Christmas Day and the New Year signify a time of hope and new beginnings. During this time, we look back and reflect on our blessings from the past year. It is also a great time to reevaluate our priorities and think about whether or not we experience the Christmas promise of love, peace and joy throughout the entire year, or only during the holidays.

With the goal of offering whole-person care, Shawnee Mission Health is now conducting wholeness screenings by asking patients about their ability to experience love, peace and joy. The result has been an open conversation about topics surrounding mental and spiritual health.

Opening up about love, peace and joy

According to SMH regional director of Clinical Mission Integration Nathan Harrup, most physicians have been pleased with how patients have reacted when asked if they experience love, peace and joy in their life.

“Patients have been more honest and open in discussing spiritual needs than providers, or we as leaders, anticipated they would be,” said Harrup. “We forget sometimes how questions about spiritual well-being fold into the larger conversations about personal balance and wholeness that so many people are having these days.”

Although patient responses are always confidential, Harrup and his team track the type of feedback physicians receive to ensure the questions are resonating with patients. When a patient’s spiritual or mental health need is identified, the physician can send a referral to the E-Spiritual Care Center, which contacts the patient to provide support over the phone and determine next steps.

“Within a few months, thousands of patients have been willing to acknowledge a lack of peace in their lives,” explained Harrup. “This has created opportunities to provide encouragement and support, and has triggered a number of referrals to the E-Spiritual Care Center for even more focused follow-up.”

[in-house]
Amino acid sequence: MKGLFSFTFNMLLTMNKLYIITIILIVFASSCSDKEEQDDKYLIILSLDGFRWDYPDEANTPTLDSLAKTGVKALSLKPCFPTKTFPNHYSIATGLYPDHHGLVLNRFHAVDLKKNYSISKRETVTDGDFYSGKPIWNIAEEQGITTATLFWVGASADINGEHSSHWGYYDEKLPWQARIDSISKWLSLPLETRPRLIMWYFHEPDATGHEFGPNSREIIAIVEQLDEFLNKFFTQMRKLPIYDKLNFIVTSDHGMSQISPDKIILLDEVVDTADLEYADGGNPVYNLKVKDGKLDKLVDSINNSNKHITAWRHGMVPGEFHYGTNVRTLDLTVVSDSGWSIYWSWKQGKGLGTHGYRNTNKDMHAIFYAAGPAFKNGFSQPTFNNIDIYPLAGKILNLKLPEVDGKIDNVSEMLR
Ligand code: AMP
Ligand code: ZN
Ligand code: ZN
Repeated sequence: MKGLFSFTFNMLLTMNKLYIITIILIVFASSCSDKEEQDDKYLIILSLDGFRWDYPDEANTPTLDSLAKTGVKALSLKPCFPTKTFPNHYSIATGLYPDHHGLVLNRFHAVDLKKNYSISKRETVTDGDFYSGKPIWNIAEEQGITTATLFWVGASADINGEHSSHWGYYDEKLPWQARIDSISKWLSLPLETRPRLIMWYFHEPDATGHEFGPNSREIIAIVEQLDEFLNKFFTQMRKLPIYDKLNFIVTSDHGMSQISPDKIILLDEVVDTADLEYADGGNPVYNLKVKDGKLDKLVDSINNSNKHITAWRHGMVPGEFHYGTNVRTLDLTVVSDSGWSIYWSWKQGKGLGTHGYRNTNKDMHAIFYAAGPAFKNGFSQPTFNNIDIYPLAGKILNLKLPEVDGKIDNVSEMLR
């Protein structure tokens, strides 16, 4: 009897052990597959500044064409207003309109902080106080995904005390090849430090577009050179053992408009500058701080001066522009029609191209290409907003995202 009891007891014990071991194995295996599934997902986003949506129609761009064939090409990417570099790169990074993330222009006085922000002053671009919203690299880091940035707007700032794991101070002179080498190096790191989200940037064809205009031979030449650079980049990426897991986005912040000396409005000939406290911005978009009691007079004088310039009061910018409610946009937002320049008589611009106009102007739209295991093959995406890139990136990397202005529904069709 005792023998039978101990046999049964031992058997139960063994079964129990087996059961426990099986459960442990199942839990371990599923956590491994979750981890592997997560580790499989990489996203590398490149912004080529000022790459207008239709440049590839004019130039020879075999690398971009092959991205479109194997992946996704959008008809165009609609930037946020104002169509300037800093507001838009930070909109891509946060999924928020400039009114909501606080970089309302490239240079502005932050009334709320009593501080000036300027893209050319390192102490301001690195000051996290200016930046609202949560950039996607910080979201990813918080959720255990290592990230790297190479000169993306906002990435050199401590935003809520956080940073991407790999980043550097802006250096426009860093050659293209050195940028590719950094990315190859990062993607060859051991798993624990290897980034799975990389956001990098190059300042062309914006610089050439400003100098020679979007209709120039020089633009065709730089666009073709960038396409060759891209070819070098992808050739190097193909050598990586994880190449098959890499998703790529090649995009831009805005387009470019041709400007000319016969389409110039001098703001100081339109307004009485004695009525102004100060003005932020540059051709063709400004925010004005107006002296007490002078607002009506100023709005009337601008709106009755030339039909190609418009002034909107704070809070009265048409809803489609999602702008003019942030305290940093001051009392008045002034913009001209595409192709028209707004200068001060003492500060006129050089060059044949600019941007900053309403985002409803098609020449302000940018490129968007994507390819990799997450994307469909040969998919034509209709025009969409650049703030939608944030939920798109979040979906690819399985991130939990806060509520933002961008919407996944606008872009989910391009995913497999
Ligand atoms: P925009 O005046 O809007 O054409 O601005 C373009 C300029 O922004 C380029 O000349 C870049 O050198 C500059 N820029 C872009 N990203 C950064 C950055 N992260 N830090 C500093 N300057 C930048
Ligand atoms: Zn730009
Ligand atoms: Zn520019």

Our caregivers at the E-Spiritual Care Center are trained to be nonsectarian and religiously inclusive, but do sometimes refer patients to local clergy or faith groups for additional guidance. Depending on the need, they may also suggest resources such as local food banks, shelters, counselors and financial aid centers.

Determining your spiritual wholeness

If you do not visit a physician who regularly asks questions that spark conversation about your mental and spiritual health, you may be wondering how best to start evaluating the presence or lack of love, peace and joy in your life.

“There is no reason any of us shouldn’t ask ourselves these spiritual wholeness indicators daily as a starting point for taking stock of our inner well-
being,” said Harrup. “But the truth is spiritual self-diagnosis is difficult, because while it is the most deeply personal thing imaginable, it is best experienced in community.”

Harrup suggests that spiritual hunger is a sign your soul needs nourishment just as we recognize our bodies need nourishment through feelings of physical hunger. We can attend to our spiritual hunger through participating in activities like a quiet walk, honest prayer, Scripture reading and reflection, and embracing the love, forgiveness and compassion offered by God. Additionally, one of the best ways to form spiritual lifestyle habits is to interact regularly with a spiritually mature friend or mentor.

Through purposeful dialogue and formal assessments, SMH physicians are serving as mentors to help patients identify ways to improve health of mind, body and spirit.

“At times, what is urgently desired may be a moment of prayer or immediate reassuring words, so we are training team members within each practice to come alongside patients in moments of need,” said Harrup. “They, along with the physicians, are really the first responders in terms of administering spiritual comfort and emotional care.”

SMH is part of Adventist Health System, a national healthcare system with more than 1,000 care facilities in nine states. On Jan. 2, 2019, we will be united under one nationwide name, AdventHealth. Learn more at